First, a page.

Three grandmothers seeking the comfort of apologies demonstrate resilience and vulnerability
The title of Tiffany Hsiung’s documentary The Apology (2016) refers to the ongoing struggle of former “comfort women” to receive a formal apology from the Japanese government.
“Comfort women” is a euphemism referring to the girls and women forced into sexual slavery by the Japanese army during World War Two. While there are no definite figures, it is estimated that more than 200,000 women across Asia were forced into sexual slavery, with fewer than 30 per cent surviving the end of the war (referenced in the 1995 book by Kazuko Watanabe, Trafficking in Women’s Bodies, Then and Now).
It is a shameful page in the history of Japan, one that the Japanese government is still not willing to take full responsibility for. This is despite the discovery, in the early ‘90s, of documents revealing the extent of the army’s involvement in sexual exploitation, after which women began to come forward as victims of the army’s sexual slavery system.
The film documents how men and women have gathered in front of the Japanese Embassy in Seoul every Wednesday since 1992, demanding a formal apology from the government. A settlement was reached between Japan and South Korea in 2015 but, in the eyes of former “comfort women”, this was not sufficient; instead of apologising to women directly, Japan has apologised to the Korean government and, furthermore, still denies the authorities’ involvement in the forcible enslavement of women.
The documentary follows the parallel lives of three former comfort women, tenderly called “grandmas”. Grandma Gill is a Korean activist in her late-80s who has devoted her life to the struggle, speaking at protests and travelling to Japan to teach university students about this chapter largely ignored in Japanese history textbooks and by youngsters. Abducted in North Korea when she was a teenager, she found herself in South Korea when she was finally released, unable to reconnect with her family. The trauma she has suffered has not been eased by the comfort of her family in the new country.
Grandma Cao is a Chinese survivor who lives in a village where several other women had also been abducted and forced into sexual slavery. Despite this story being widely known in the village, no one has ever spoken of it since the war, and Grandma Cao has kept it for herself for years, only opening up about her past to her adopted daughter during the filming of the documentary.
The third woman, Grandma Adela, lives in the Philippines and, despite being part of a support group for survivors, she has never been able to tell her husband and children about her past, fearing that they would disown her. She eventually gathers the strength to relieve herself of this burden and opens up to her elder son.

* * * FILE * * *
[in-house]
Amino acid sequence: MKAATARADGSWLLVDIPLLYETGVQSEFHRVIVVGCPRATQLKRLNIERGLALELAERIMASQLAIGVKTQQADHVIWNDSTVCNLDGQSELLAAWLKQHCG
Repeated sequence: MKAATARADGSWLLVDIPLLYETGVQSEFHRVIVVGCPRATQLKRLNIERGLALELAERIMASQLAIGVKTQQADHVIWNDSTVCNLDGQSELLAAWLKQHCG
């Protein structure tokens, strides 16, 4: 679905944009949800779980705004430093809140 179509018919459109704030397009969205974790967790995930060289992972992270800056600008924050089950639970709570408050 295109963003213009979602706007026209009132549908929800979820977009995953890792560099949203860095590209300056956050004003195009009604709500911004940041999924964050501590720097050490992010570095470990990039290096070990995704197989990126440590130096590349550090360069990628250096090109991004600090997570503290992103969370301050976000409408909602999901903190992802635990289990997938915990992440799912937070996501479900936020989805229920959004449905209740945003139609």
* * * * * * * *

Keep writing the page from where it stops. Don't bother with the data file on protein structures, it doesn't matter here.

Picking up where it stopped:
By focusing on the present lives of the three grandmothers, Hsiung discloses a terrible story of violence and exploitation, but, above all, she narrates a story of resistance and resilience. The battle the three grandmas are engaged in is a battle over justice and the power of representation. The abuse that Grandma Gill and her fellow activists receive at the hands of young Japanese men is shown in the opening scene of the film when they are ‘welcomed’ with epithets such as “dirty old bitches”, “prostitutes” and “whores”. The question of the voice of the subaltern, to borrow the words of post-colonial critic Gayatri Spivak, emerges as a central theme in the film, and the three women are determined to make themselves heard: “I will be talking until the day I die,” says Grandma Gill.
There is a sense of urgency in the ways the three women approach the past – an urgency to get justice and to have their stories told and acknowledged, so as to restore their role in this part of history (“I am not the one who is guilty”) and to prevent the same horrors from happening to other women. By disclosing their stories to the camera and their families, the three grandmothers find the words to speak the unspeakable and break the silence that has surrounded their lives for too long.
Although much as the film focuses on resistance, it also celebrates a resilience that is inextricably linked with the vulnerability of the three characters. American philosopher Judith Butler explains that being vulnerable is being exposed to what is beyond our control, acknowledging the fact that we live in a condition of interdependency with other people and that our lives do not depend upon ourselves alone – as in the case of women forced into sexual slavery. As Butler remarks: “it turns out that this life is not my own, and that this is what makes me a social creature”.
Yet the vulnerability of the human body is not simply a synonym for injurability, it is also, as Moya Lloyd suggests, “the condition of possibility for love, desire, care, hope and life”. The vulnerable body can be brutalised and violated but it can also be welcomed, embraced and loved. The scenes which see Grandma Adela dancing with her fellow survivors, Granma Cao watching television with her sister, and Granma Gill giggling while embracing her son on the bed, are all powerful statements of resilience, beautifully captured by the film.
The grandmothers are not giving up the fight, but the question to the Japanese Parliament remains: “If we all die, who are you going to apologise to?”
See more reviews from this year’s HRWFF London as they are published.
Photo Credit: Icarus Films
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